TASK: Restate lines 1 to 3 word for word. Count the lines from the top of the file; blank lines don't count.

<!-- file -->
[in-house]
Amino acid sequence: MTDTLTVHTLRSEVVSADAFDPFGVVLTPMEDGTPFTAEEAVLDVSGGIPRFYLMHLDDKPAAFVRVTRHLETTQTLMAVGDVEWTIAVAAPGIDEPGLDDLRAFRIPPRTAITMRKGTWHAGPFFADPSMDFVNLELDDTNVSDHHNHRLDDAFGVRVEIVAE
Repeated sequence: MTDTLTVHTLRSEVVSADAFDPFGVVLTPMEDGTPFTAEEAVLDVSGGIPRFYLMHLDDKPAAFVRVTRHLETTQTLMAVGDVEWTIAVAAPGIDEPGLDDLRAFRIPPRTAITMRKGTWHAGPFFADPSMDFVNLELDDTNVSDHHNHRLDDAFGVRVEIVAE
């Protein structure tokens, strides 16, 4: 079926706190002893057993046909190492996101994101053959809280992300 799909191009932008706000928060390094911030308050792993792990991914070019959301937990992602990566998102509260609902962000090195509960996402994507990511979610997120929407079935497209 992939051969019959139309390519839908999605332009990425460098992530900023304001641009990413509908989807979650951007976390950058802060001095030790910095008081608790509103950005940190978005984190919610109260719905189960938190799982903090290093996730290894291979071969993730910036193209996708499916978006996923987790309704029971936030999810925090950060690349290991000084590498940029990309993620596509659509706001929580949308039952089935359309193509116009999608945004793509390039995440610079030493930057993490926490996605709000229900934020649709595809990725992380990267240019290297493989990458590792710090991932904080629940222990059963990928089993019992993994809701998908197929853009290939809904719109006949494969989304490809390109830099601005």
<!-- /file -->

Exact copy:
[in-house]
Amino acid sequence: MTDTLTVHTLRSEVVSADAFDPFGVVLTPMEDGTPFTAEEAVLDVSGGIPRFYLMHLDDKPAAFVRVTRHLETTQTLMAVGDVEWTIAVAAPGIDEPGLDDLRAFRIPPRTAITMRKGTWHAGPFFADPSMDFVNLELDDTNVSDHHNHRLDDAFGVRVEIVAE
Repeated sequence: MTDTLTVHTLRSEVVSADAFDPFGVVLTPMEDGTPFTAEEAVLDVSGGIPRFYLMHLDDKPAAFVRVTRHLETTQTLMAVGDVEWTIAVAAPGIDEPGLDDLRAFRIPPRTAITMRKGTWHAGPFFADPSMDFVNLELDDTNVSDHHNHRLDDAFGVRVEIVAE